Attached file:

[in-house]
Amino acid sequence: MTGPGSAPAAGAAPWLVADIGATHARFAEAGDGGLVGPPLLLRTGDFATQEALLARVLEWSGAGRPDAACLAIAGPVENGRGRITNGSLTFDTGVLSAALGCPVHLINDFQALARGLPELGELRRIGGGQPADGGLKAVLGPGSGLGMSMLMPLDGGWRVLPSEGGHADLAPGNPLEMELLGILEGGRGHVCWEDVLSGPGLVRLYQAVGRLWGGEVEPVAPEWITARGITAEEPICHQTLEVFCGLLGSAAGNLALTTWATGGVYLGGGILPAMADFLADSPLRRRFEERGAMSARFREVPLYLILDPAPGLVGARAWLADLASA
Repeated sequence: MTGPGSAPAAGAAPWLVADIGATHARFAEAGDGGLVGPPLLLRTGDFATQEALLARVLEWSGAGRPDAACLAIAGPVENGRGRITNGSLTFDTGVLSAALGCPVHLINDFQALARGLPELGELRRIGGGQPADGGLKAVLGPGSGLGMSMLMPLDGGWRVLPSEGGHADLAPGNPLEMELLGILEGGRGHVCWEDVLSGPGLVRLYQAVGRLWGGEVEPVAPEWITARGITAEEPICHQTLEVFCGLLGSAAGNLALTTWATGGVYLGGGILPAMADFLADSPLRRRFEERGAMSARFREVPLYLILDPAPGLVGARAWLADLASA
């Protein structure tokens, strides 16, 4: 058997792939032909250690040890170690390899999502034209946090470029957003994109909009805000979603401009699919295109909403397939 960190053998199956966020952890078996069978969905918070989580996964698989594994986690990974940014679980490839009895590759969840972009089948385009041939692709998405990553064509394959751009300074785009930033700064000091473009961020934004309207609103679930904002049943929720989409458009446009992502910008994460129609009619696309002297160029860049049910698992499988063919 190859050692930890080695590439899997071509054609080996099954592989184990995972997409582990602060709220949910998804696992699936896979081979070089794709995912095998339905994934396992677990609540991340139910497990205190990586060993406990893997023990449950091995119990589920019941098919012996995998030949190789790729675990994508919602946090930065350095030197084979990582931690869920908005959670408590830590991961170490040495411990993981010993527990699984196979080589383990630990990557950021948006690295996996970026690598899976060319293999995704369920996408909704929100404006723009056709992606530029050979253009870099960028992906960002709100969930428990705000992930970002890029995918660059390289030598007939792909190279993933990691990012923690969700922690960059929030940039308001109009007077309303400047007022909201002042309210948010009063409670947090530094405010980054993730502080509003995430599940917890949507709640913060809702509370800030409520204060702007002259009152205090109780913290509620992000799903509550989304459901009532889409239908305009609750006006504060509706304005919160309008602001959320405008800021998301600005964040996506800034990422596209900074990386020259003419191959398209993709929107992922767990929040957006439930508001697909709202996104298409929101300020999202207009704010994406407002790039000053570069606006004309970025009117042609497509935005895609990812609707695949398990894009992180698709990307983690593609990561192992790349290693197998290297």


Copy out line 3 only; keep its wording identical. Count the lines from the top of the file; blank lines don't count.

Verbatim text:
Repeated sequence: MTGPGSAPAAGAAPWLVADIGATHARFAEAGDGGLVGPPLLLRTGDFATQEALLARVLEWSGAGRPDAACLAIAGPVENGRGRITNGSLTFDTGVLSAALGCPVHLINDFQALARGLPELGELRRIGGGQPADGGLKAVLGPGSGLGMSMLMPLDGGWRVLPSEGGHADLAPGNPLEMELLGILEGGRGHVCWEDVLSGPGLVRLYQAVGRLWGGEVEPVAPEWITARGITAEEPICHQTLEVFCGLLGSAAGNLALTTWATGGVYLGGGILPAMADFLADSPLRRRFEERGAMSARFREVPLYLILDPAPGLVGARAWLADLASA